There is an emanation from the heart

which cannot be described,

but is immediately felt and puts

the stranger at his ease.

~Washington Irving

Gratitude unlocks the fullness of life.
It turns what we have into enough...

.........and more.

It turns denial into acceptance,
chaos to order, confusion to clarity.

It can turn a meal into a feast,

a house into a home,

a stranger into a friend.

~Melody Beattie

Don't be satisfied with stories,

how things have gone with others.

Unfold your own myth.

May my life be like a great

hospitable tree, and may

weary wanderers find in

me a rest.

~John Henry Jowett

Sunday, 31 January 2016

The Winter Garden

"Half the interest of a garden is the
 constant exercise of the imagination."
 ~Mrs. C.W. Earle, 
'Pot-Pourri from a Surrey Garden', 1897

One of the best things about keeping chickens (other than gathering beautiful, fresh eggs) is that it gets me outside and into our garden every day--even on the worst winter day. Our Burford Brown hens love company and they love their time roaming free in the garden. Miss Havisham and Lady Catherine de Bourgh free-range in a large pen that takes up a good third of our garden--but of course they prefer the other side of the fence to their own. That grass is much, much greener and tastes so much nicer.

"My garden is full of friends."
~Elizabeth von Arnim
'Elizabeth and Her German Garden'

Our garden in the height of summer, 2015.
If I let the girls out into the rest of the garden without keeping an eye on them, my beds and flowers become a mixed salad in no time, so I've taken to spending at least an hour out with them every day. They like the company and I love the solitude, the time with our "Lewis Tree", the time dreaming about our spring and summer garden.

is a hundreds-year-old black walnut tree that has
protected status and stands watch over our garden
and everything around it. I started calling it the
Lewis tree because when C.S. Lewis first came to
Oxford, he lived at No. 1 Mansfield Rd. just on the
other side of the tree. He looked out onto Oxford
and the tree from his little garrett room and 
remarked in a letter to a friend about the
 magnificence of it all. Like Lewis, I look out and up
 into this tree and find a comforting peace, 
watching it's web of branches sway against the sky.

The Lewis Tree several days ago, 
as the sun set over Oxford.

“We need time to dream, time to remember, 
and time to reach the infinite. Time to be.”
~Gladys Taber

Sometimes I just sit and dream, imagining how my lavender will smell in July or wondering which rose will bloom first. Other times I read and sometimes I garden, since even in January a garden needs tending. As I dream or read or prune, the girls are always close by doing their own bit of winter clean-up.

There are days that Jack joins me in our garden as well, which also coincides with the days I don't get to sit and dream--he's too busy and too puppy-ish still for that nonsense. With Jack, it's play or go home!

With his fresh haircut, Jack still needs to wear his
little Barbour coat when we go out. The
winter garden is full of good things to chew on.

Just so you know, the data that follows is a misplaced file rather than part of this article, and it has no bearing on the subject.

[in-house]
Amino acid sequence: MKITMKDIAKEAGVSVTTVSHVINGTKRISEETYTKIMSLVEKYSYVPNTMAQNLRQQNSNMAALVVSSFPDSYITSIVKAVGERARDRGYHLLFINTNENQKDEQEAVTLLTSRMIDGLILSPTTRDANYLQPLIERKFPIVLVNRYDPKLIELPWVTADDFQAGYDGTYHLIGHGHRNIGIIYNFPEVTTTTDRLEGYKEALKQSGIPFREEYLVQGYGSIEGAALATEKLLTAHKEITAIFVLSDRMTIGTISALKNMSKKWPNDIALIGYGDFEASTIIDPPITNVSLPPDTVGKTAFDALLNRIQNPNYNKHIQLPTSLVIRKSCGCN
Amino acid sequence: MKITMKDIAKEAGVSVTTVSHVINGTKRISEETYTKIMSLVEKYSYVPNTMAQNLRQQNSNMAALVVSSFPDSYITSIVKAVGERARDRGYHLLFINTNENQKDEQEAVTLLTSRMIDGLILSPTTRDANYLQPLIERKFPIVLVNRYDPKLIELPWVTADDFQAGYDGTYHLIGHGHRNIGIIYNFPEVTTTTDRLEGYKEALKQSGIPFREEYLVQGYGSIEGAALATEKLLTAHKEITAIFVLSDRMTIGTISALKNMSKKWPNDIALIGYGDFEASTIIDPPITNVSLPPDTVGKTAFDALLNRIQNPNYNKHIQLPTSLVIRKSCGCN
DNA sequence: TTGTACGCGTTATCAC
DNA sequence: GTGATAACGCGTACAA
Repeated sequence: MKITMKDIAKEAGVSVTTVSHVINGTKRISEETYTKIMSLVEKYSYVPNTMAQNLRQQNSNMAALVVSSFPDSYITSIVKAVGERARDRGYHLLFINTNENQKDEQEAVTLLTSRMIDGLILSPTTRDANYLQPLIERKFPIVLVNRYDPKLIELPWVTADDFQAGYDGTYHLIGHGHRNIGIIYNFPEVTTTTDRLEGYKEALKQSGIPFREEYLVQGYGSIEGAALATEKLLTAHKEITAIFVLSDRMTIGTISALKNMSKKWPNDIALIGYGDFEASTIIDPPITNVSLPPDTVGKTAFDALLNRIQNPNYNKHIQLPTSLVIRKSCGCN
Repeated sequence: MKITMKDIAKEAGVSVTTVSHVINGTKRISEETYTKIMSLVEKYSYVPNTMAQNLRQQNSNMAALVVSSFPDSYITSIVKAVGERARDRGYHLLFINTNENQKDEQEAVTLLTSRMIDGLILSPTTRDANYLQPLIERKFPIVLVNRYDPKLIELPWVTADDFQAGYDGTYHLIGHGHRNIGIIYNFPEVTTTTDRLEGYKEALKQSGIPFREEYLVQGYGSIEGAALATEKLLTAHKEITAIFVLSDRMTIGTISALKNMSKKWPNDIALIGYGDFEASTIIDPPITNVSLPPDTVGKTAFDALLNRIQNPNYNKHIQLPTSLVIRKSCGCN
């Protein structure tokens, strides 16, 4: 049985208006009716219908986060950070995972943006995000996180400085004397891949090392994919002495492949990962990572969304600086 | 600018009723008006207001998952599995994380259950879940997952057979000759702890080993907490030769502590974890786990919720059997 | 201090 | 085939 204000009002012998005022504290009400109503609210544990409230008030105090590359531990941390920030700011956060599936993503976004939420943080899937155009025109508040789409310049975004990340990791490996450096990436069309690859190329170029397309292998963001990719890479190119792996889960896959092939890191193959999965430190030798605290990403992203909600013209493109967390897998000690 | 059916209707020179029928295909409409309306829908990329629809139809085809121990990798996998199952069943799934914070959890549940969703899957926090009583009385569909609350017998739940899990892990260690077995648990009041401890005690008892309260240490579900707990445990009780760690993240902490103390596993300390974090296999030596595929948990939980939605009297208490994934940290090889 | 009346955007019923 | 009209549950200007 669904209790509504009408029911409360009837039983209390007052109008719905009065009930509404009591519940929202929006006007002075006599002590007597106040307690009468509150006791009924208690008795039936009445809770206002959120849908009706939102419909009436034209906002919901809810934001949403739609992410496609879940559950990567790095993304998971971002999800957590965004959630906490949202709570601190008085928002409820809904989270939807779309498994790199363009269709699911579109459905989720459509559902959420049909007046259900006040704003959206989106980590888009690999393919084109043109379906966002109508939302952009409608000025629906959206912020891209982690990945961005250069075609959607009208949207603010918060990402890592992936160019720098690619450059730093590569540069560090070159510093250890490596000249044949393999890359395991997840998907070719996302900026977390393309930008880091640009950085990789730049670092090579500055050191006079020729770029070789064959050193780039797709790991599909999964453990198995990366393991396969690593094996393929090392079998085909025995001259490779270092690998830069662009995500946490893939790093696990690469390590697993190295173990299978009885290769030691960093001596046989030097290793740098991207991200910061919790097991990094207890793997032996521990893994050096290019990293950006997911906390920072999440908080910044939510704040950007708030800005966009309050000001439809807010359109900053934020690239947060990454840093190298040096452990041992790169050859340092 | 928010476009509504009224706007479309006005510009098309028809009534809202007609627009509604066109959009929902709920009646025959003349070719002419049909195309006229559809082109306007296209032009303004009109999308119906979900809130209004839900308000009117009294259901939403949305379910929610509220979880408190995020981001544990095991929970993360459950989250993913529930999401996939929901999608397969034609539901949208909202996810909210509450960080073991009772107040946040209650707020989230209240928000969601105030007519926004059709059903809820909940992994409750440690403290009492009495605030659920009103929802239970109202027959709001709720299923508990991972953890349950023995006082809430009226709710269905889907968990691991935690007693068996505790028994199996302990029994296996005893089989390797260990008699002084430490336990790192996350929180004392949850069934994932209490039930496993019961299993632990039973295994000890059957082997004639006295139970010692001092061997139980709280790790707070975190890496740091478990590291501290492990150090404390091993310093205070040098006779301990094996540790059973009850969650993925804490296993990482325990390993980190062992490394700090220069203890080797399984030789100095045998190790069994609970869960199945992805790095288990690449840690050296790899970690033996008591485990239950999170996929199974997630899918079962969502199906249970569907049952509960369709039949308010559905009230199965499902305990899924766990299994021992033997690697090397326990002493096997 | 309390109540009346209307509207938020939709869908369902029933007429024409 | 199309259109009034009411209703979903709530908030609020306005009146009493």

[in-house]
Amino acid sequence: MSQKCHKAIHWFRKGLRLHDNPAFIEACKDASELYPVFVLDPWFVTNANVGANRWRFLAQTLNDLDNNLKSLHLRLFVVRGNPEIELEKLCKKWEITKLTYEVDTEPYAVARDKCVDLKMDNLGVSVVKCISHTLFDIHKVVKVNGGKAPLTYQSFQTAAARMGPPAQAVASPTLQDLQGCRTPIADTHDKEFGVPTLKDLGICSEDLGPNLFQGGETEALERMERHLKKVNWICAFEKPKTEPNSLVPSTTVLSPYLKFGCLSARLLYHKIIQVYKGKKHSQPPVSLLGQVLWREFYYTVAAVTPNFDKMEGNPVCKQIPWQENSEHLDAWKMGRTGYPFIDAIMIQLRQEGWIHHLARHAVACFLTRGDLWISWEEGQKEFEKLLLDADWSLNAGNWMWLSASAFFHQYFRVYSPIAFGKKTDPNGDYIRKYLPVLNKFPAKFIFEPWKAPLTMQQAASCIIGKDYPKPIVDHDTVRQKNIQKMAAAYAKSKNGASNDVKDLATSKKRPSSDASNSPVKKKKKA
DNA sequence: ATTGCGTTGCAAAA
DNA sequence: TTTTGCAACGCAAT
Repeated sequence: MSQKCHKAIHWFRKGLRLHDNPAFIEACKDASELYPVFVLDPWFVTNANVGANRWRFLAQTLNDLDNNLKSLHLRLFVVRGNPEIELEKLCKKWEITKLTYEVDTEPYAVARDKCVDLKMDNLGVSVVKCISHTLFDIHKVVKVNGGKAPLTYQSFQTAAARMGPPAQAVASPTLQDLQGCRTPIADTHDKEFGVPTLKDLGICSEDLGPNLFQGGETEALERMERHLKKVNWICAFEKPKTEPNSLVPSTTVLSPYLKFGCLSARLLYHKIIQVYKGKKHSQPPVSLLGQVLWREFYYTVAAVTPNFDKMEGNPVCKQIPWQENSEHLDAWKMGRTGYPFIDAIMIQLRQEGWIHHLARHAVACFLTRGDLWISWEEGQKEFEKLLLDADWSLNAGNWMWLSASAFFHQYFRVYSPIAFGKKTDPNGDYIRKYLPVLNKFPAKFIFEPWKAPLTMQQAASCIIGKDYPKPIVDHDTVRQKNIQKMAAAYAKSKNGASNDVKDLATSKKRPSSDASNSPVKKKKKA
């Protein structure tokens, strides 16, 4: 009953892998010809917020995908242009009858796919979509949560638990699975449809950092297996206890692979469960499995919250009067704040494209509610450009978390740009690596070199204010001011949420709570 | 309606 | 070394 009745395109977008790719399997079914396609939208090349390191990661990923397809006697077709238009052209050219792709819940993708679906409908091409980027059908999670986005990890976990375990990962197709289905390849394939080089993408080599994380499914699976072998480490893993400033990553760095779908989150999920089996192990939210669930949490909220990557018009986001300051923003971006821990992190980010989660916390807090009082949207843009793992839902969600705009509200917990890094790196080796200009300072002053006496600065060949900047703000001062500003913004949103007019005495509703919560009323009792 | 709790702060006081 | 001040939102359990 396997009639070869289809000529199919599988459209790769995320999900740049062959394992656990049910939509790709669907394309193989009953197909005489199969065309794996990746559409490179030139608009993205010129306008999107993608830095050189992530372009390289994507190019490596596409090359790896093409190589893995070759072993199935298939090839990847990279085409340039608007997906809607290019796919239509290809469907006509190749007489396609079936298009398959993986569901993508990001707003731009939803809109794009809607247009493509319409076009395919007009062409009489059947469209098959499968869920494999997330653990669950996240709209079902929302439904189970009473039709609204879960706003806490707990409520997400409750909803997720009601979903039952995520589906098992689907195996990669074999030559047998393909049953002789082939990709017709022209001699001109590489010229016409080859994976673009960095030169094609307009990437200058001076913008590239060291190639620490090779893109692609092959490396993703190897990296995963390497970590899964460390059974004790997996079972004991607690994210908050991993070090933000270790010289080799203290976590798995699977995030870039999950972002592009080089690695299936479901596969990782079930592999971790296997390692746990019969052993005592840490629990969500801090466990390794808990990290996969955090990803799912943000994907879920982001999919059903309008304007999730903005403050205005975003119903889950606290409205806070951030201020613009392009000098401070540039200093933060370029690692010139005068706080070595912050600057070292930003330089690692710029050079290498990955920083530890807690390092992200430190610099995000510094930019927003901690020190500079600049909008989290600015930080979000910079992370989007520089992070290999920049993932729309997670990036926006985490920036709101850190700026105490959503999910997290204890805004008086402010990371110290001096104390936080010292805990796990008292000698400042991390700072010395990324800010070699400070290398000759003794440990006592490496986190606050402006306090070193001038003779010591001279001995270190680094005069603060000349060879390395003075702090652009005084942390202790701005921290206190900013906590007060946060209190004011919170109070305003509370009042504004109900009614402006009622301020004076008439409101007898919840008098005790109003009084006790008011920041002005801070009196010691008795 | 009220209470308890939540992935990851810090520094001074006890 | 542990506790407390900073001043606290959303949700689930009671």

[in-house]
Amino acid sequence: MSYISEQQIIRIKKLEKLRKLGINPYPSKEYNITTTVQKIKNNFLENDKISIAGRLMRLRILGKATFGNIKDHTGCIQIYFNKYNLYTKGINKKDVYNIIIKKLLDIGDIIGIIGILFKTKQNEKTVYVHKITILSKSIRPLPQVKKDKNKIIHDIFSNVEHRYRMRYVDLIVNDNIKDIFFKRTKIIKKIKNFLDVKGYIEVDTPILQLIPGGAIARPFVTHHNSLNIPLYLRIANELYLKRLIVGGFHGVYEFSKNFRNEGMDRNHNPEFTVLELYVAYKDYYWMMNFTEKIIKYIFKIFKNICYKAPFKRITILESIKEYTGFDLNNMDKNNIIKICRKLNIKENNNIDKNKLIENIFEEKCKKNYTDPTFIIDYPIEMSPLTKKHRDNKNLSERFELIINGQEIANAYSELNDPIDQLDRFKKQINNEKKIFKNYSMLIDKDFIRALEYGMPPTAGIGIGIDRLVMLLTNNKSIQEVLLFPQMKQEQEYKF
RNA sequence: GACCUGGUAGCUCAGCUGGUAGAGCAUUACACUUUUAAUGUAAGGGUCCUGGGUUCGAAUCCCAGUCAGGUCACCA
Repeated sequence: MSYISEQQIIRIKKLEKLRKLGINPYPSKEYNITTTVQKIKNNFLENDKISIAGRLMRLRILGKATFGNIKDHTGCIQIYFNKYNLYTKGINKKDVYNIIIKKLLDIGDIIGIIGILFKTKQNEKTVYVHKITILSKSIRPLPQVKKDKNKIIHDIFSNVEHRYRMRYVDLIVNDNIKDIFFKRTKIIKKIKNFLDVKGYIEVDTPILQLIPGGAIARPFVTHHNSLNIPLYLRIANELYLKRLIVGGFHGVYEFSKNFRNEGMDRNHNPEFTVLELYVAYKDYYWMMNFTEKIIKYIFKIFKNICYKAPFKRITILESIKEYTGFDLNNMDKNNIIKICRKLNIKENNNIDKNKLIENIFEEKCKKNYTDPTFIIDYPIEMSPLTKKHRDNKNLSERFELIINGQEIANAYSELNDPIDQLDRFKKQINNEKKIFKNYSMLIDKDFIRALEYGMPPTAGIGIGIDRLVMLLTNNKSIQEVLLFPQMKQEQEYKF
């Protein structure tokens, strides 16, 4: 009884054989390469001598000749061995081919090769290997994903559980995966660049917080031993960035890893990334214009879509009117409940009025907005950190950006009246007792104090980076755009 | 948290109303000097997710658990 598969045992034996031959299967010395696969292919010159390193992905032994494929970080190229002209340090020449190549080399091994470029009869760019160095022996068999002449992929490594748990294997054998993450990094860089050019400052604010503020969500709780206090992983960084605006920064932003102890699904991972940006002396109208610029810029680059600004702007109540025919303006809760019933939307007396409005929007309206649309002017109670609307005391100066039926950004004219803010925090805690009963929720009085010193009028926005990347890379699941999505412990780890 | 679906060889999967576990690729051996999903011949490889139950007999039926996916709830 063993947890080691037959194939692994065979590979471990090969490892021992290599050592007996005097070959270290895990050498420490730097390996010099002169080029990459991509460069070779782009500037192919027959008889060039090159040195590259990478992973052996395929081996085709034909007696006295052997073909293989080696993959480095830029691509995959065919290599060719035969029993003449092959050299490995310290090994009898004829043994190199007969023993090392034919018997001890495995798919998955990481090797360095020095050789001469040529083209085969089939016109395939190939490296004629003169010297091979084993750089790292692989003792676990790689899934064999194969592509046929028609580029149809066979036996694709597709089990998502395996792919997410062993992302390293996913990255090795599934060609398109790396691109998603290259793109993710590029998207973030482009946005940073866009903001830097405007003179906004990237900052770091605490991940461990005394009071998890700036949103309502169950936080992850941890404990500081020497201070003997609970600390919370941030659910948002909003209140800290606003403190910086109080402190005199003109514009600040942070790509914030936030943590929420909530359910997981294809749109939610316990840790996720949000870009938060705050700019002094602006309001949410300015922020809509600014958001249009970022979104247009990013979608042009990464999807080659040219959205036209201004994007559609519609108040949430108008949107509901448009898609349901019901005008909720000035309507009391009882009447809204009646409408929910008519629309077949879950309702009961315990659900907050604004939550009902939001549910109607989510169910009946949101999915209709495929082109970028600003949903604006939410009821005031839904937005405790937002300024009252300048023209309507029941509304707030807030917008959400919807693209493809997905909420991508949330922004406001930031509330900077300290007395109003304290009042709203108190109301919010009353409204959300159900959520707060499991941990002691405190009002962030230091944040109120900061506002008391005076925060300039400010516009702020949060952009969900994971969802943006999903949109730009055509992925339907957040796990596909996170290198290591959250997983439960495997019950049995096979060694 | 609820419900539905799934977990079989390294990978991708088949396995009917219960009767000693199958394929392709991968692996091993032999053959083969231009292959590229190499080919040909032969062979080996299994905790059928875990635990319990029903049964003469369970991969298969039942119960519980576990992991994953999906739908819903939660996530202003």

"I know I left it somewhere around here last October!"

After playtime and a bit of digging, it's time to 
buckle down and start helping mummy.

“Perhaps, after all, our best thoughts come
 when we are alone. It is good to listen, not
 to voices but to the wind blowing, to the
 brook running cool over polished stones,
 to bees drowsy with the weight of pollen.
 If we attend to the music of the earth, 
we reach serenity. And then, in some 
unexplained way, we share it with others.”
~Gladys Taber

Harris Manchester College from our garden.
So much of my day and my time is not my own--waiting for guests to arrive, as well as the myriad of things I do caring for guests in our home. But my garden-time is the time where I can "attend to the music of the earth" well as to the needs of two chickens and a puppy, some roses and some lavender, and me. The more beauty we can breathe in, the more graceful paths we can walk, the more serenity we can touch--then perhaps the more grace and beauty and serenity can spread in the world around us. Hopefully spread like a catching force in a world that sorely needs it.              
With the Lewis Tree bare of it's leaves, I can see
straight through to the clock tower of 
Harris Manchester College. It tolls the hour and
lets me know when it's time to go in for tea.

New College as the sun sets.
It's time to take the two little brown eggs
on the table and go in for tea--
Earl Grey of course.

"In the garden I tend to drop my
 thoughts here and there.
 To the flowers I whisper the secrets
 I keep and the hopes I breathe.
 I know they are there to eavesdrop
 for the angels."



  1. I love seeing your hens, Carrie, and what a special time to sit in your garden and dream. Good for you! And of course we always love to see Jack!! It looks like his fur is beginning to grow a bit!! Thanks again for sharing! Jane xo

    1. Wee Jack's hair is growing in more, but he still gets very chilly at times, so we have to make an extra effort to keep him warm. The girls are happy and thriving and such good layers--even through the darkest days of winter. Thank YOU for stopping by as always. xxoo Carrie